Washington and the Greek Example

George Washington followed the Greek example of retiring his horses who had served him well, allowing at least two majestic steeds that he had ridden during the war to simply graze and do whatever they wanted.

Also following the Greek example, there is no evidence that Washington treated his elderly slaves with such magnanimity. He always felt trapped by his financial plight.

Continue reading Washington and the Greek Example

Kaiser Wilhelm on Hitler and the Nazis

After World War One, Kaiser Wilhelm II, the deposed German Emperor, lived in exile in the Netherlands. He died in 1941, so he lived just long enough to witness the rise of Hitler and the outbreak of World War Two. In 1938 he gave an interview to an American correspondent and was asked what he thought of Hitler. His answer was interesting:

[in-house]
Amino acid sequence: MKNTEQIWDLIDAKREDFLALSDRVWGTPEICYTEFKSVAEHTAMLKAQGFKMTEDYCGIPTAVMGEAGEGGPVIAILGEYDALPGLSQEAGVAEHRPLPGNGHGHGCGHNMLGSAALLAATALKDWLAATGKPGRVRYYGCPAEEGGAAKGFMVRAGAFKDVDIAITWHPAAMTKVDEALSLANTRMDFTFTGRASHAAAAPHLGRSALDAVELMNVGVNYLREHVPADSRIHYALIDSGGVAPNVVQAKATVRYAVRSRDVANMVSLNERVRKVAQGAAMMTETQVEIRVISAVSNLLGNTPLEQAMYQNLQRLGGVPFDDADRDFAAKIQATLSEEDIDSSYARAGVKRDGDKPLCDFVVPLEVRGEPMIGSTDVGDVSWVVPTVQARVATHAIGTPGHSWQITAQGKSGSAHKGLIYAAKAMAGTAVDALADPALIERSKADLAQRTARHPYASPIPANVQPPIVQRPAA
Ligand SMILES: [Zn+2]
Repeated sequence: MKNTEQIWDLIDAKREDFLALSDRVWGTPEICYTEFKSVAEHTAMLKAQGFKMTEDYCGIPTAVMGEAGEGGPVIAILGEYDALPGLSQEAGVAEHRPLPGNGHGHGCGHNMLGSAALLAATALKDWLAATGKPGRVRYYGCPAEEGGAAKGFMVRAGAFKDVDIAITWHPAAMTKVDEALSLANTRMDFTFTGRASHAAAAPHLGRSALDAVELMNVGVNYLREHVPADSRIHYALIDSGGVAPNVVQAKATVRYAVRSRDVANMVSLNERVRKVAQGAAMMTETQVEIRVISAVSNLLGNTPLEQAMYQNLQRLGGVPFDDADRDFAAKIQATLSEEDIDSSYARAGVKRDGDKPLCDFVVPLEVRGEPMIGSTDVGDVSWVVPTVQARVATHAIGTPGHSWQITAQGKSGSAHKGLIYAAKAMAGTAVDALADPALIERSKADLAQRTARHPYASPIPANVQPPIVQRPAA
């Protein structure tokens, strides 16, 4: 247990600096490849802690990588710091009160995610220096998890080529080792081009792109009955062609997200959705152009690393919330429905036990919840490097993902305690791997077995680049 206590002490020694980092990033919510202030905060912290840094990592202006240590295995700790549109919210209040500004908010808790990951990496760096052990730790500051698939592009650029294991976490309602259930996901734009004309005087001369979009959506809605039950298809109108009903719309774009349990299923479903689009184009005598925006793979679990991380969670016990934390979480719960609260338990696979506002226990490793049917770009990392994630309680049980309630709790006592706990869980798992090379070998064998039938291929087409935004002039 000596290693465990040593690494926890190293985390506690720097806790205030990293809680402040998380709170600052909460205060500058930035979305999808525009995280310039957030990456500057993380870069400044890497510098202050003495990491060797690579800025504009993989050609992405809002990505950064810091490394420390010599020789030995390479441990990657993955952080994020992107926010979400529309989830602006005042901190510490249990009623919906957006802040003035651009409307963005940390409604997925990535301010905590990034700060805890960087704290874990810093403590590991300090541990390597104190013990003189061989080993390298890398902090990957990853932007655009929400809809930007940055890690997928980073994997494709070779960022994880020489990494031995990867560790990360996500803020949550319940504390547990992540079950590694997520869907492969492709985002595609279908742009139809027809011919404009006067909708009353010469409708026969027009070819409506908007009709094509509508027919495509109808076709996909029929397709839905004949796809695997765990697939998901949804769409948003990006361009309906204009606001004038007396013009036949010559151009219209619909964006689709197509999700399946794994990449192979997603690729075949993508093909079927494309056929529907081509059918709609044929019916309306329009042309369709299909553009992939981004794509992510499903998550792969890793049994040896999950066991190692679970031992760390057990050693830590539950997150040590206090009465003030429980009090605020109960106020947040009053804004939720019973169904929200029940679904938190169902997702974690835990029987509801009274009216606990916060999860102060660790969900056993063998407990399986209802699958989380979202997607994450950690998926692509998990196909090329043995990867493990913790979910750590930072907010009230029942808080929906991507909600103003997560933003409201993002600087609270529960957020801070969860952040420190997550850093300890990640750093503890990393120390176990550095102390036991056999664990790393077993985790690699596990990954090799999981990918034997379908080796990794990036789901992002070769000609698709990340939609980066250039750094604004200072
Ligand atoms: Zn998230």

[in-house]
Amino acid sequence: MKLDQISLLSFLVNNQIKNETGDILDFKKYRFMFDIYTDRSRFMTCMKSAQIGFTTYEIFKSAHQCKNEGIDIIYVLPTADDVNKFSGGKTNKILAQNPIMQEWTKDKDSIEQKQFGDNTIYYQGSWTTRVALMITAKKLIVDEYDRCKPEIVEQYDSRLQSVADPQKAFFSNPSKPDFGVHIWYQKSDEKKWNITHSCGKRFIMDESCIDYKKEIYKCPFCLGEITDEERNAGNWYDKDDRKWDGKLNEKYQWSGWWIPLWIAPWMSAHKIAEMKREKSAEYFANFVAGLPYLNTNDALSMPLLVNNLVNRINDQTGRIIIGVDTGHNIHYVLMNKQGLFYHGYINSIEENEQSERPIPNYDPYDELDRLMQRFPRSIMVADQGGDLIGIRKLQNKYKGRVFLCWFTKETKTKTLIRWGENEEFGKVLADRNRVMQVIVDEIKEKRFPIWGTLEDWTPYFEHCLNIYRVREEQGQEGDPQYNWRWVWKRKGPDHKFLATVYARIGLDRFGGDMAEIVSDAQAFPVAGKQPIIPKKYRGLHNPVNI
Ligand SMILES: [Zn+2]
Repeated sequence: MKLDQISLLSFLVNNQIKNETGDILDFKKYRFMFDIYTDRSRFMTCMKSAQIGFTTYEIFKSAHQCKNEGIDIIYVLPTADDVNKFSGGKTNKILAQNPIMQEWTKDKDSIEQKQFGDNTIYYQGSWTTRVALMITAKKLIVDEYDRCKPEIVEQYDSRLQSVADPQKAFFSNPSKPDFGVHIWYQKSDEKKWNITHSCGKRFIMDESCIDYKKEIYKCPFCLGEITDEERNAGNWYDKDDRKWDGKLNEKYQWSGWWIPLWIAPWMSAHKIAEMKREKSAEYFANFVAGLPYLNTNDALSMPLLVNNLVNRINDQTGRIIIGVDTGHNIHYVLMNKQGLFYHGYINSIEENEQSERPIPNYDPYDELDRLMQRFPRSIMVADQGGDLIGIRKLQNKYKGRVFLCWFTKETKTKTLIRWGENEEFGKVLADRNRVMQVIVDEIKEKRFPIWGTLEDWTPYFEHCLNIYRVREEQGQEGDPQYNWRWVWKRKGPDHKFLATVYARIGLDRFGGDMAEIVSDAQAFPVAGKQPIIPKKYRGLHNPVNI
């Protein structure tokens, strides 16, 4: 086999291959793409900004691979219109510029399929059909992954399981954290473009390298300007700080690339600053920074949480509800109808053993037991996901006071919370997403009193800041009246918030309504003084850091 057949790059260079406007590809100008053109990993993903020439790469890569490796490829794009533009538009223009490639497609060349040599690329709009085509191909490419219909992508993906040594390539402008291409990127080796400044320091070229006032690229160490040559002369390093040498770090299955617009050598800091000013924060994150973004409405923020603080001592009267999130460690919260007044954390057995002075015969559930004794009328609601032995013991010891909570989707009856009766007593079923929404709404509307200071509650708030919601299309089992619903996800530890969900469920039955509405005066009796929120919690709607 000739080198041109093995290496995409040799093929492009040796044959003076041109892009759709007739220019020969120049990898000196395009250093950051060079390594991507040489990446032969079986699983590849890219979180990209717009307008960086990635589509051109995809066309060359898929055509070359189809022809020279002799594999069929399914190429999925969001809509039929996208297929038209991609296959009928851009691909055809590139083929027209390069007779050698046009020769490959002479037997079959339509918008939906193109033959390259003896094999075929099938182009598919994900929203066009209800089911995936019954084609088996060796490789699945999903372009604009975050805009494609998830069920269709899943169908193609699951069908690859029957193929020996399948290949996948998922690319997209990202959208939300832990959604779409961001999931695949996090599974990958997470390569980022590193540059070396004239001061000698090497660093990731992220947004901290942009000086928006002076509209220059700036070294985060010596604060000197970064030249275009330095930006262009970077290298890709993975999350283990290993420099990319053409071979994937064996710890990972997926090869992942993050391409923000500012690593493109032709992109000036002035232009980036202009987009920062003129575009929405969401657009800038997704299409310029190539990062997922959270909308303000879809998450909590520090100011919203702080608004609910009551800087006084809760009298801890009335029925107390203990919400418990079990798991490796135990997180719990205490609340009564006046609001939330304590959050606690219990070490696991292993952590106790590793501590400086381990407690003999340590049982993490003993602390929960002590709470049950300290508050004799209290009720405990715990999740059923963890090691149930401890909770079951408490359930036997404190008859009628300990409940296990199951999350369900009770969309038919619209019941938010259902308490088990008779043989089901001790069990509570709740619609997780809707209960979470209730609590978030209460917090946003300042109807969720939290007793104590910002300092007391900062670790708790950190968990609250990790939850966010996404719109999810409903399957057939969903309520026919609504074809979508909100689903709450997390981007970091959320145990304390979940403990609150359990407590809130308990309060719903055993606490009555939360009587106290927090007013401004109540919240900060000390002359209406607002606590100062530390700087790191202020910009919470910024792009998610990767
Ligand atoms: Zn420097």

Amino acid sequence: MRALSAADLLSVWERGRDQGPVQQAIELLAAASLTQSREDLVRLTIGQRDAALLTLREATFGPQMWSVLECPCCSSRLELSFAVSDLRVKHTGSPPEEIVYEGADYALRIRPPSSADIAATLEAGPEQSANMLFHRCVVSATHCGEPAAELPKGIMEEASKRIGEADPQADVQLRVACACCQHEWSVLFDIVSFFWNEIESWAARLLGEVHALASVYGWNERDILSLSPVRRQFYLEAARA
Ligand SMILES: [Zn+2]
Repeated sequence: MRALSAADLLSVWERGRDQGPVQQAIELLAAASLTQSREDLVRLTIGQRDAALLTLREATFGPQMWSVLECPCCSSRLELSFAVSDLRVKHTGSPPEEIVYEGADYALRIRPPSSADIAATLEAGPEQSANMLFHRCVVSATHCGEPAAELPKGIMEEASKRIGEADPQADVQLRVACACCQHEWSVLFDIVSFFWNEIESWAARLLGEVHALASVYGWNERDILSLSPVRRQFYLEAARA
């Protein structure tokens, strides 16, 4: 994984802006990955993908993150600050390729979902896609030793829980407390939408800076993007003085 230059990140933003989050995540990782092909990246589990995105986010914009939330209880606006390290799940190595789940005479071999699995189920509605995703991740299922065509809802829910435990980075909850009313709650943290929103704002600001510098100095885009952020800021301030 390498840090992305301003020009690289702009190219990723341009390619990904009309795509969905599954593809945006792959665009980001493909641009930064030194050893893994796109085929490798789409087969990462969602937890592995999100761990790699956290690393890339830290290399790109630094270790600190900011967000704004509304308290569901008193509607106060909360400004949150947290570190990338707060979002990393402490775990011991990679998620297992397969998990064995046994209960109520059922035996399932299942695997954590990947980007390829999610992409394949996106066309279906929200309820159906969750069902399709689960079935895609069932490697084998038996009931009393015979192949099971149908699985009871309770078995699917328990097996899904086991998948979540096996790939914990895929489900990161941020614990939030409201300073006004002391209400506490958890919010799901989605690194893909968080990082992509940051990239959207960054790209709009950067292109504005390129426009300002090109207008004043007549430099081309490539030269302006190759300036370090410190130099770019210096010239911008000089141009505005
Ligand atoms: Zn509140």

“There is a man alone, without family, without children, without God… He builds legions but he doesn’t build a nation. A nation is created by families, a religion, tradition: it is made up out of the hearts of mothers, the wisdom of fathers, the joy and the exuberance of children. [Hitler’s Germany would be]… an all-swallowing State, disdainful of human dignities and the ancient structure of our race, setting itself up in place of everything else. And the man who, alone, incorporates in himself this whole State, has neither a God to honour nor a dynasty to conserve, nor a past to consult.